There is typically a provision in these deals that gives the company the right to either negotiate themselves and/or be part of the negotiation of a label deal for the artist. These provisions typically go into detail about who has the right to negotiate what, what is considered a label deal that's worthy of this, if a deal is secure and agreed to, how the ownership of the master works, as well as the payment to the company that will be owed for that specific deal.
Now, all of these variables, or all of these elements can be different depending upon the structure of the deal. Typically, the more money or more amount of masters that are funded by the company, the more rights they will have to negotiate and participate in the label deal. Oftentimes, the company may be entitled to a portion of any in-pocket advances that the artist receives from the major deal. The company may also be entitled to a percentage of money that's made off of, not only the recordings that were made under the production deal, but also subsequent recordings that are made and exploited through the label deal. When it comes to the premise of these production and artist development deals, they typically hinge on the creation of masters, the exploitation of masters, and what happens if, and when the artist gets a major label deal, or a label deal, however, that is fleshed out.
Now, a production company may end up funding additional activities outside of the master recording. These activities may include merchandise. They may include helping the artist pay for tour support or production in order to go out and do live performances. It may include other artist development elements, like a vocal coach, or someone to come in and help with the artist's wardrobe and styling. In the instances where the company is participating in these types of additional activities, the company may be entitled to a percentage of the revenue received by the artist in connection with these types of activities. For example, on the artist development front, the company may be entitled to five, 10, 15, even 20% of the live performance income or the sponsorship income that the artist receives. And this exchange is due to the fact that the company is helping to develop the artist in those areas, and is putting money into it. And therefore, they should be entitled to a percentage of the money that's received.
When it comes to merchandise, typically, if the merchandise is funded by the company, the company may be entitled to first deduct all of the costs off the top, and then retain 50% of the income for itself. If the company is not funding the creation and shipment of the merchandise, but instead, is maybe helping to fund an artist or a creator to help flesh out what the merchandise would look like, they may be entitled more so to a smaller percentage, such as the five, 10, 15, 20% that we discussed before.
Now, in the instance of a production company, we often look to whether or not it would be appropriate for the artist to still have a manager at that time. Now, a production company serves a lot of the elements that a manager would. And so it's not necessarily a situation where you would have both, but in the long-term, an artist does want a manager who is not the person that's funding the activities, but is more so the person who is guiding and acting directly on behalf of the artist to help maintain a balanced team and a balanced set of representatives on their behalf.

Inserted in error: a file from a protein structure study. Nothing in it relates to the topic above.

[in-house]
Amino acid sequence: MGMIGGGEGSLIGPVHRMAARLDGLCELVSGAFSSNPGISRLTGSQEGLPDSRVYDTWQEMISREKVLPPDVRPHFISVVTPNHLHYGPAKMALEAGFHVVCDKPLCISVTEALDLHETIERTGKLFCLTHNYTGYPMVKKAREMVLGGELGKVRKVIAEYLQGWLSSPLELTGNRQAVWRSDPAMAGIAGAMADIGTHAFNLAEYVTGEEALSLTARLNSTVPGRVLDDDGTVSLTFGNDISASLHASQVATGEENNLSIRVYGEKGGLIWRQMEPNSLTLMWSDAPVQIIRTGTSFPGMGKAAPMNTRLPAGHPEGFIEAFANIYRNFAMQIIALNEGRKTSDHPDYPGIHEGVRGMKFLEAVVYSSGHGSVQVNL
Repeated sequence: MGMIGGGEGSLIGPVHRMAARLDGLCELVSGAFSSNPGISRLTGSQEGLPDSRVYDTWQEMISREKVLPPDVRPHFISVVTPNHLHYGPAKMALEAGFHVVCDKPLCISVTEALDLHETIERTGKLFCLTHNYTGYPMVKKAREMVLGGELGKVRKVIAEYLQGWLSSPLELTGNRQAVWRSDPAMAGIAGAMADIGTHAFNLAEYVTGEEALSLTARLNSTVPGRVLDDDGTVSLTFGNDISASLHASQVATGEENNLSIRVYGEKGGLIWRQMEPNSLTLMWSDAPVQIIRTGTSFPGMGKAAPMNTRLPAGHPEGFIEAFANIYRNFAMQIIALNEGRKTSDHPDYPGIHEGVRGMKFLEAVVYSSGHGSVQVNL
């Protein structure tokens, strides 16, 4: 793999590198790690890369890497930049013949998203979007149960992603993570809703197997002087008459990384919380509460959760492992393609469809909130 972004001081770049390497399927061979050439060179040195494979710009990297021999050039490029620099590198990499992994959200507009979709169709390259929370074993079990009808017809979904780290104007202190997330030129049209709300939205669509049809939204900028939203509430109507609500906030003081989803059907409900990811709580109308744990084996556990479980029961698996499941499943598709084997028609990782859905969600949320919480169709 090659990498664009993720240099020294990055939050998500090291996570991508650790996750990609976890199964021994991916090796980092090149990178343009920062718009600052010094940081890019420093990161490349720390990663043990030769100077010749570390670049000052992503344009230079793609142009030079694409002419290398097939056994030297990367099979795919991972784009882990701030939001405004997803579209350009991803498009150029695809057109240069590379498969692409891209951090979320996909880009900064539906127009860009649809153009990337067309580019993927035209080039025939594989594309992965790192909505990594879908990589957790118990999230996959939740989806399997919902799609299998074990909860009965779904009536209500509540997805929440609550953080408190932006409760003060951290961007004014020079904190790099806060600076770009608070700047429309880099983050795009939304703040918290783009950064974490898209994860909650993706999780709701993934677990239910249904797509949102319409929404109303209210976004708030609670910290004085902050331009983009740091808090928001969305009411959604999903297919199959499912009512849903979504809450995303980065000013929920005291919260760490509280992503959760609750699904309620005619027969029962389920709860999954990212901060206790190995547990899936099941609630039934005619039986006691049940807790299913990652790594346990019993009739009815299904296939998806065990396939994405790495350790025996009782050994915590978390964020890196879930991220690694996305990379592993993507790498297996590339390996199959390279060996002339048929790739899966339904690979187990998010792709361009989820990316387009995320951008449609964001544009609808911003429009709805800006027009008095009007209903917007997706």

Now, going back to our agreement checklist, we first have the term. We discussed how this may be tied to a specific amount of money or a certain number of recordings. It may also include the ability for the company to sign the artist to a major label deal. The term is often dictated based on these elements. The term may be an initial period for a certain amount of time, such as 18 months, 24 months, or until a certain number of recordings have been delivered and exploited. The term may also include options that are tied to the major label deal and/or may make part of the term based on if the artist does get a major label deal. For example, the company's ability to participate in the deal if they do bring a deal to the table for the artist, maybe that they get to participate in a certain percentage of income for the length of the major deal, however long that is.
The next item on the checklist is royalties. As we discussed, these deals are typically based on net receipts. They may be split 50/50 after costs have been recouped. That percentage may change based on the initial investment that the company makes in the artist. And oftentimes, there's a provision that allows those royalties to be converted to whatever type of royalty structure that major label deal contains.
On the next item on the checklist, we have budgets and funds. Now, we covered the three main elements that the company may fund. The first is the master recordings. The second was the artist development, such as live performance cost, production cost, vocal coaches, things of that nature. And the third is merchandise. Depending upon the three types of funds that the company may be investing in, those things are typically laid out in the agreement. The biggest example here is going to be the master recording fund or budget as that will dictate how much the company is willing to spend in the creation of these recordings, and often then contained how those specific budgets or funds are recouped and paid back to the company.
The next item on our checklist is artist obligations. The artist has a number of obligations that could be detailed in the agreement. Those obligations can range from when, how, what type of quality master recordings the artist has to deliver to company. There may also be obligations for when and how the artist has to account for those revenue streams outside of master recordings, as well as what happens if the artist does not pay the company within those accounting provisions. For the artist, the artist is typically assigning their exclusive recording rights, and potentially, their exclusive merchandise rights to the company, therefore, obligating themselves to only render those services for the company directly. They could not go out and secure an additional merchandise deal if they have already given those exclusive rights to the company.